It is a government goal to use our buildings in an efficient way. Using shared working spaces, and using cloud technology in these spaces can save money, improve collaboration and make sure staff have what they need to work smarter.

In Common Technology Services (CTS), we’ve been working together with the Government Property Unit (GPU), part of the Cabinet Office, to provide the right technology to make sharing buildings easier.

Changing how government works

In previous posts we’ve talked about the government’s renewal of its commitment to the Cloud First policy, the security and efficiency of cloud services and their benefits. There is another reason why using cloud services makes sense, and that is for multiple-occupancy buildings or hubs.

The GPU is helping to transform the Civil Service by providing staff with fit-for-purpose office spaces. The GPU runs the Government Hubs Programme, which is making innovations to the central government’s estate by accommodating staff in shared regional hubs and supporting office estates.

The key benefit of the Government hubs are their strategic locations with great public transport connectivity and local amenities for staff. Flexible working will be encouraged with collaboration zones where people in cross-department projects can sit and work together, and there will be quiet zones and private zones for work done by government staff that is confidential or sensitive. Cloud-based technology will free staff from their desks to work in the zones best suited to getting their job done.

The Government Hubs Programme will reduce the government estate from around 800 to 200 buildings by 2023, saving approximately £2.4bn over ten years. These spaces will support new ways of working and allow staff to work from a variety of locations, including hubs.

Technology

Using the cloud allows organisations to concentrate on their core business. By following the cloud first policy, organisations only pay a service provider for what infrastructure and staffing they use, so can benefit from the provider’s economy of scale.

CTS have designed a technology approach that brings the principles of cloud services to government hubs. The basic technology infrastructure of wifi, printing or WAN is not specific to a particular type of business activity so can be purchased as a commodity. A single provider can run a single shared infrastructure for all users in the building, then tenant organisations can then run individual services on top for their own users. This allows us to meet all departments’ needs with a single shared infrastructure.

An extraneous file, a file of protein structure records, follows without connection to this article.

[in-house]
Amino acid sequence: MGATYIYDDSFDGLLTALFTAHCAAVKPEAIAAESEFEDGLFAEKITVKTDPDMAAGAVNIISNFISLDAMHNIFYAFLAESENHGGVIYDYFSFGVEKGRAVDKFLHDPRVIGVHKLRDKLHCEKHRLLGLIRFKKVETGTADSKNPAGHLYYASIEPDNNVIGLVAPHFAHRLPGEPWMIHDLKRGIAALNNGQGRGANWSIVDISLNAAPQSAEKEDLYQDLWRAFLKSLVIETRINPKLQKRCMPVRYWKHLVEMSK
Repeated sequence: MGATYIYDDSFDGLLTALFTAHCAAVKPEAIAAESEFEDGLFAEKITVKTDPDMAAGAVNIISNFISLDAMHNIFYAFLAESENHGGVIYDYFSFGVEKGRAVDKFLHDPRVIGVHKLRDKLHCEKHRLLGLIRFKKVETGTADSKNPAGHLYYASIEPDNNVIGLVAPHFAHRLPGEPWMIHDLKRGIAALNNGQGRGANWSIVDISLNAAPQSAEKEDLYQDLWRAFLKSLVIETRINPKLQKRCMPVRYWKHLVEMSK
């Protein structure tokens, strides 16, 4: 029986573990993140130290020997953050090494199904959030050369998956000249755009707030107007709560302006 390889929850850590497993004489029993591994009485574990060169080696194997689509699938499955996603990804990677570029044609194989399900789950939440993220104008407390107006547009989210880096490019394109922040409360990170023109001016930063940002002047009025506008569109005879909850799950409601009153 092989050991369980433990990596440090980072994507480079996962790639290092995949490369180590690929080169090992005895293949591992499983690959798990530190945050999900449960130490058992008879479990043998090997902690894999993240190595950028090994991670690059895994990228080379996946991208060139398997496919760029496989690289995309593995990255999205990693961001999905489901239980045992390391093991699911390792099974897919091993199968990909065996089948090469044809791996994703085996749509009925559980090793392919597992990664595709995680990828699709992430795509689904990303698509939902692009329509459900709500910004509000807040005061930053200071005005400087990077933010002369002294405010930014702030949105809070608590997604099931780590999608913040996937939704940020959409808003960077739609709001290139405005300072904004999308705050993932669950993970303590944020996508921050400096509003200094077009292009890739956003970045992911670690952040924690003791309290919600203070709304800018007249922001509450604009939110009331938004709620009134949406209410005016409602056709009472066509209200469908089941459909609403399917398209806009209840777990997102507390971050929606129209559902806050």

Which shared services can you expect?

Shared wifi

Everyone in a shared space will be using the shared wifi. They will be able to access the internet or their own network as appropriate.

Shared Wide Area Network (WAN)

Organisations will either configure their systems to their Virtual Private Network (VPN) home, or install a gateway to create a network level VPN and decide what traffic can go straight out to cloud providers on the internet.

Shared printing

For general office use, users from any organisation can print to a single shared system. Where staff need to print as part of a constant workflow they will have one dedicated to that team.

Shared meeting rooms & booking system

Meeting room time in shared areas will be available to all tenants. A booking system will keep order to ensure sure allocation is fair.

CTS have produced guidance and solutions on these topics. The main ones so far are:

You can see more guidance on the CTS products page.

What does this mean?

As we start working in hubs and shared office space as a common working practice the goal is for staff to be able to access everything in a quick and simple way.

By departments using the CTS guidance they can decouple the network and other basic IT needs from the specific security and line of business requirements. Technology in offices can be set up securely and safely using multi-tenant principles of the cloud at far less cost. Working in this way is made easier with cloud services and will open up opportunities for new, more flexible ways of working.

We’re always looking for more people to help us develop our common technology. If you’re interested in being involved please contact us.

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Original source – Government technology

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